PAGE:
The teaching within Hotsu-Bodaishin rests on the need for a teacher to present the right dharma, so we don’t drift away. We’re easily seduced by the demons of self-centeredness that are, after all, hired by us to do the very seductive job of sitting slightly off our shoulder, saying, “This is difficult. Let me just sit this sesshin for myself, so I can gain some realization.” The teacher of true dharma comes and says, “Stop. In the process, don’t lose track of the things that Dogen points to. Don’t negate cause and effect. Don’t negate karma. Don’t negate salvation, the possibility of complete, supreme enlightenment. Don’t negate the Three Treasures, the full range of practices in the process of attaining enlightenment. And don’t negate any and all dharmas.”

It’s worth questioning what it is precisely that teachers do. There are the usual Zen responses, such as, they’re the thief, or they’re the mirror. But what is really going on within the teacher-student relationship? What is it that Daido Roshi gives me? What does he offer that’s at the center of our relationship? I find that Daidoshi makes me extend myself in my fullest capacity to give. Do I need him in my zazen? No. Do I need him when I close myself off from people, when I limit myself in my capacity to extend my heart? Most definitely, yes. There are plenty of demons whispering in my ear, “Just take care of yourself, your own practice and realization. Just sit a little bit more deeply.” How am I most indebted to him? He allows, encourages, sometimes demands that I enable myself as a human being to give of myself, and to continue to discover what that capacity is. He asks me to extend myself beyond what I consider tolerable. He encourages me to keep asking, how can I give? How can I serve? How can I dissolve utterly into this activity of practice? It requires me to bring the other right to where I am living my life, and to understand both the spirit of dana and to expand my capacity and skillfulness in giving.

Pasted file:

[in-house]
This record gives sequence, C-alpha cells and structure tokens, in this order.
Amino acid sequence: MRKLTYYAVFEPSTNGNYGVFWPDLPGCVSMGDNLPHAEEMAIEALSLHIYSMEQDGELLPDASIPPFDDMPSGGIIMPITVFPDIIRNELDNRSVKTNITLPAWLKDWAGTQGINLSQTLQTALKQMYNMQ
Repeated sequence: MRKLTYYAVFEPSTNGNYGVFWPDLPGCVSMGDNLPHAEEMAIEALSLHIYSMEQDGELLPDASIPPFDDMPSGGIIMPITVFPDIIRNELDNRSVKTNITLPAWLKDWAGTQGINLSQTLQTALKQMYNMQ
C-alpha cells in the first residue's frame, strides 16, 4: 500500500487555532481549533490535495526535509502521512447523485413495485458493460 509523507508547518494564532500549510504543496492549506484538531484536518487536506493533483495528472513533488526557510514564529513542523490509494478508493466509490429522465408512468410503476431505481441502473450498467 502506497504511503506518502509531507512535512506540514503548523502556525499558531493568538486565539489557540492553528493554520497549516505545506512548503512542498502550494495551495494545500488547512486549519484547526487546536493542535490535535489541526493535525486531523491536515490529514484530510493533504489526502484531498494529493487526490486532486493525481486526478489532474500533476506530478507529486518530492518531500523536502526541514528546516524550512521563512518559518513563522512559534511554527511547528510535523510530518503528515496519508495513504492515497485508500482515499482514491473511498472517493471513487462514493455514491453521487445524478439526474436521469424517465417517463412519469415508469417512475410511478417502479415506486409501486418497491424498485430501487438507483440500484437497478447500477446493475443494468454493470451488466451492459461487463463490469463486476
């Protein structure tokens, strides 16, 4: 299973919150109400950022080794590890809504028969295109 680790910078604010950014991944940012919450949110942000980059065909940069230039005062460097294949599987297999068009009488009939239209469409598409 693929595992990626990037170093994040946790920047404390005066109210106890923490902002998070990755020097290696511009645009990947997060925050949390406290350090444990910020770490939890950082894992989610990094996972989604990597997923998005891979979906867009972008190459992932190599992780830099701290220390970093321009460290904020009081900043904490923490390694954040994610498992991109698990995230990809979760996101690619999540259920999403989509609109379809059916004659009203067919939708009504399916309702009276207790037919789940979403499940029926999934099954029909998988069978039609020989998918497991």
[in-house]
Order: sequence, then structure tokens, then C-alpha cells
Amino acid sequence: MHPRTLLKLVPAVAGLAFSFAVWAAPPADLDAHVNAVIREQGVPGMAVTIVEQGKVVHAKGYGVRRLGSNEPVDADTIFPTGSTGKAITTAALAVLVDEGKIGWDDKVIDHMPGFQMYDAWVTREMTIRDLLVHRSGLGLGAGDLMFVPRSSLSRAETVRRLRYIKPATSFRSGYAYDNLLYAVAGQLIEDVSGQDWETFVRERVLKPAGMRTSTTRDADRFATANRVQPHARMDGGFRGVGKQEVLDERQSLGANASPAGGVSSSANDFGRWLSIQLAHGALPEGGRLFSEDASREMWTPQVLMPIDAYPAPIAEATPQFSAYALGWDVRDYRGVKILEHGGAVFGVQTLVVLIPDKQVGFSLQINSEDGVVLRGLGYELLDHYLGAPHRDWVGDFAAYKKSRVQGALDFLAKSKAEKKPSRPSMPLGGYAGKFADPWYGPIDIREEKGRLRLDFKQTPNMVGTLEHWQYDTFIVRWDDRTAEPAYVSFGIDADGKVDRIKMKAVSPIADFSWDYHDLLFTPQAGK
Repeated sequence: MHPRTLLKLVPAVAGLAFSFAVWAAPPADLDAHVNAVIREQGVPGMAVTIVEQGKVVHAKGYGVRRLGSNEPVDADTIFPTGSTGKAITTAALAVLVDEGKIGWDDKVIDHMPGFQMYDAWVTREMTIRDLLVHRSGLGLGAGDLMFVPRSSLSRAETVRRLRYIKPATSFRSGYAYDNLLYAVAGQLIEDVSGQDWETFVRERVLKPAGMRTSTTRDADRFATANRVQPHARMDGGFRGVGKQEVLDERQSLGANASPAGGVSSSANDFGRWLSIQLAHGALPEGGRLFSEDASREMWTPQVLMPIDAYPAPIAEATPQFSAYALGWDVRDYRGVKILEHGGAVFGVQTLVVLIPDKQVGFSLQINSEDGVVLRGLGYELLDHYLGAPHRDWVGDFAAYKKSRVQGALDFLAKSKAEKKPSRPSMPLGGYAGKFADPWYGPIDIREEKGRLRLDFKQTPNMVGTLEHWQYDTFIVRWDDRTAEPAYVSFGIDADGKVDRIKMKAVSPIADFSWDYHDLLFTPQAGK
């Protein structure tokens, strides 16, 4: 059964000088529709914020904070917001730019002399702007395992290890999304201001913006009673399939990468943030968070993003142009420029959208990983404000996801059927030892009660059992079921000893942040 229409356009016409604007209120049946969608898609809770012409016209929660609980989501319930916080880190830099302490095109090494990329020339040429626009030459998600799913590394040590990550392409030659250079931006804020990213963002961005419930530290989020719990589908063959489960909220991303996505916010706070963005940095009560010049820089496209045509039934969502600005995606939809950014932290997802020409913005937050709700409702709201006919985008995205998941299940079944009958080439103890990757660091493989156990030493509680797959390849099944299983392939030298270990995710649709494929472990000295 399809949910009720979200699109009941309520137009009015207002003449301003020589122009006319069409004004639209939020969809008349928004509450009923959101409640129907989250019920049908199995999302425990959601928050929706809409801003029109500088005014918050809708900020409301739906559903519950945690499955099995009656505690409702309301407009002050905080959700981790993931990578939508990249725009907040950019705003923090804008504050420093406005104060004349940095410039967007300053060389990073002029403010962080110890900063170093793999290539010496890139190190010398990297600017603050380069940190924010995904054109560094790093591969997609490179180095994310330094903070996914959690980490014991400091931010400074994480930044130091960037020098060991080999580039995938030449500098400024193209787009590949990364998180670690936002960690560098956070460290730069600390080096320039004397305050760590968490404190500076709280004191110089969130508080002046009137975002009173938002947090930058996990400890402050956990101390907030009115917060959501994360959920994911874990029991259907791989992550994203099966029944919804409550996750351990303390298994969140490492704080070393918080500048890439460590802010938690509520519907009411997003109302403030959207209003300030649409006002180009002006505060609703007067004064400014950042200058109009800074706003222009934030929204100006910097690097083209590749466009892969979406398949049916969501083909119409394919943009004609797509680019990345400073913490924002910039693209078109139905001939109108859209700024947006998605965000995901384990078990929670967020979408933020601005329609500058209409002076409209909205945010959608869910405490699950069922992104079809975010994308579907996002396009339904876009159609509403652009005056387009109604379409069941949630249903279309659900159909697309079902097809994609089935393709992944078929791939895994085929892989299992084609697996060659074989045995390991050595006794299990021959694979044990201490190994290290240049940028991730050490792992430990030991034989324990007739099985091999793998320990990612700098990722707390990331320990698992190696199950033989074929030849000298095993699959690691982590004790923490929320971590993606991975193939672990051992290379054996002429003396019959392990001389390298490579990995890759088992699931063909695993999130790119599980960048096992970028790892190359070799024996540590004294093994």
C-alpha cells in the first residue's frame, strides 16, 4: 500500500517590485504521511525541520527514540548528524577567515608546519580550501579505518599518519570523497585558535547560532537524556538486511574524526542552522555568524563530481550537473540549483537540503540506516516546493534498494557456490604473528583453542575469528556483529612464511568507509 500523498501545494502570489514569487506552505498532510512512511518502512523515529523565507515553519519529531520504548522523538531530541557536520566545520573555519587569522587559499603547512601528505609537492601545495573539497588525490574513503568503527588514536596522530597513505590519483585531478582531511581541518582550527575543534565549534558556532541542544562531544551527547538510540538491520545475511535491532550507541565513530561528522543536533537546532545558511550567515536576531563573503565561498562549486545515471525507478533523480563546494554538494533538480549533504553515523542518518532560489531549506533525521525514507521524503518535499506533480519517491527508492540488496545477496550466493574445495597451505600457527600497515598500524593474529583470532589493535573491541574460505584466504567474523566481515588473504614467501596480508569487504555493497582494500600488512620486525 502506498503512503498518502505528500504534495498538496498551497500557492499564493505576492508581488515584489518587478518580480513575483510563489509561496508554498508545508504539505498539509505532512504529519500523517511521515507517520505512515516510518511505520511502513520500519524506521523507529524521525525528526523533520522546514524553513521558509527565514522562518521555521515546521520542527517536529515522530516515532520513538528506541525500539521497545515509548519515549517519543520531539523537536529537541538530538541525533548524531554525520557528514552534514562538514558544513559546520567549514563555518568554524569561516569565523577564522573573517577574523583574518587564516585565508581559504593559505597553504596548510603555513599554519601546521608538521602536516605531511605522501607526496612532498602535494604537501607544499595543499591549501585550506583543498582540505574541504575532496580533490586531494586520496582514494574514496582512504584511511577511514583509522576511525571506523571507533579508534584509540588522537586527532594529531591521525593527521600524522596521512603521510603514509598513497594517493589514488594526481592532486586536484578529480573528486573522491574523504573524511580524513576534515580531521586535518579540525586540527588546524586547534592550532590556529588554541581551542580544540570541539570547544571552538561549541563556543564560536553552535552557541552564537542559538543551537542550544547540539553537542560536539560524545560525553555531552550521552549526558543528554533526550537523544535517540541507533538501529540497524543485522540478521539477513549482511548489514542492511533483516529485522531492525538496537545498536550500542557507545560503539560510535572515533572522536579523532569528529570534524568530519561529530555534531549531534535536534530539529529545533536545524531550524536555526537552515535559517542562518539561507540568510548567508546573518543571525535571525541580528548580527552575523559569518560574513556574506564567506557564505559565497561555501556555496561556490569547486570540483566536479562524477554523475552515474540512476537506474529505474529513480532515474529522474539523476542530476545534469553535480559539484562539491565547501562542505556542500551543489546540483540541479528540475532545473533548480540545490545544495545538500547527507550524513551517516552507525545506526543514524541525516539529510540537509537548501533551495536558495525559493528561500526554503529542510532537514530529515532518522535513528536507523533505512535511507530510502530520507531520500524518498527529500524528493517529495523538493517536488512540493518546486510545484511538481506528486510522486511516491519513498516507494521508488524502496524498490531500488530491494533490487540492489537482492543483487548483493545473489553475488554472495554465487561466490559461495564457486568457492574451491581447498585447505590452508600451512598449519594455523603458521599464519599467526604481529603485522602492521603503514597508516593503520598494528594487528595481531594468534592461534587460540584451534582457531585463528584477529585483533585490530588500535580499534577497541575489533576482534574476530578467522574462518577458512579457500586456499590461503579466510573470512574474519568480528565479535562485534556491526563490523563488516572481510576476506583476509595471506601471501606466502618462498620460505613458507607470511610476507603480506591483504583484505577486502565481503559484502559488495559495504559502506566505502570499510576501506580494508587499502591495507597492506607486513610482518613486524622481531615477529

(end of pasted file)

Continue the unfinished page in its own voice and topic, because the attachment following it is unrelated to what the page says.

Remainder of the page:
Photo by Sara Haussleiter


What is the appropriate expression of giving from person to person, moment to moment, day to day? What do we need to do in giving? Simultaneous giving is the recognition of how much I am receiving. How infinitely inexhaustible is that nourishment—the infinite bounty of this life, the generosity of any and every situation, of this rain, of these mountains, of this river, of each person I encounter. The whole universe is coming to me in every one of those moments. I so easily forget this, just how rich, how infinitely generous each situation is, how each of us is giving completely at this very moment. And every single time I encounter my teacher, we meet. He demands of me, he allows me, at any particular moment, with every response or gesture, to move towards something new, something more. I could take issue with how different that is from my life prior to coming to the Monastery. The fact is, however, that life wasn’t really that different, except for one small detail—this process, as it is, is sufficient in and of itself. There is nothing else needed. If I can truly perfect the virtue of giving for the sake of giving, everything will be okay.